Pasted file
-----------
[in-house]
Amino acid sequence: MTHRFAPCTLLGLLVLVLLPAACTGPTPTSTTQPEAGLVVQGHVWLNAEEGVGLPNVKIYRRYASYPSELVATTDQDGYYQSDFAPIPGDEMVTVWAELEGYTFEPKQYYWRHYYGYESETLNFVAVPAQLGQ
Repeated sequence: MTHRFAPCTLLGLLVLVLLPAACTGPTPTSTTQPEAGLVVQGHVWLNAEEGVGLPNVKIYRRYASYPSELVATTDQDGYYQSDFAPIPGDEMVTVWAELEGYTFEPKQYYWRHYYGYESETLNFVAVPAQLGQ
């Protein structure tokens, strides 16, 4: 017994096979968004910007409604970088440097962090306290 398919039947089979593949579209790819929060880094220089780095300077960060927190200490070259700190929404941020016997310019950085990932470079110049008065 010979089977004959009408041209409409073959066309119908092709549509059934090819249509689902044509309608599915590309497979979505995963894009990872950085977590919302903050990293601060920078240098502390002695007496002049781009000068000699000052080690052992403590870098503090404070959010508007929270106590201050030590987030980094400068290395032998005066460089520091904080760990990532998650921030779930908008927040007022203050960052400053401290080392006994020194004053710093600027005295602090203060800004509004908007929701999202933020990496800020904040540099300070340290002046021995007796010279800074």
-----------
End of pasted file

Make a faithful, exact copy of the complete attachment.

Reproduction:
[in-house]
Amino acid sequence: MTHRFAPCTLLGLLVLVLLPAACTGPTPTSTTQPEAGLVVQGHVWLNAEEGVGLPNVKIYRRYASYPSELVATTDQDGYYQSDFAPIPGDEMVTVWAELEGYTFEPKQYYWRHYYGYESETLNFVAVPAQLGQ
Repeated sequence: MTHRFAPCTLLGLLVLVLLPAACTGPTPTSTTQPEAGLVVQGHVWLNAEEGVGLPNVKIYRRYASYPSELVATTDQDGYYQSDFAPIPGDEMVTVWAELEGYTFEPKQYYWRHYYGYESETLNFVAVPAQLGQ
């Protein structure tokens, strides 16, 4: 017994096979968004910007409604970088440097962090306290 398919039947089979593949579209790819929060880094220089780095300077960060927190200490070259700190929404941020016997310019950085990932470079110049008065 010979089977004959009408041209409409073959066309119908092709549509059934090819249509689902044509309608599915590309497979979505995963894009990872950085977590919302903050990293601060920078240098502390002695007496002049781009000068000699000052080690052992403590870098503090404070959010508007929270106590201050030590987030980094400068290395032998005066460089520091904080760990990532998650921030779930908008927040007022203050960052400053401290080392006994020194004053710093600027005295602090203060800004509004908007929701999202933020990496800020904040540099300070340290002046021995007796010279800074």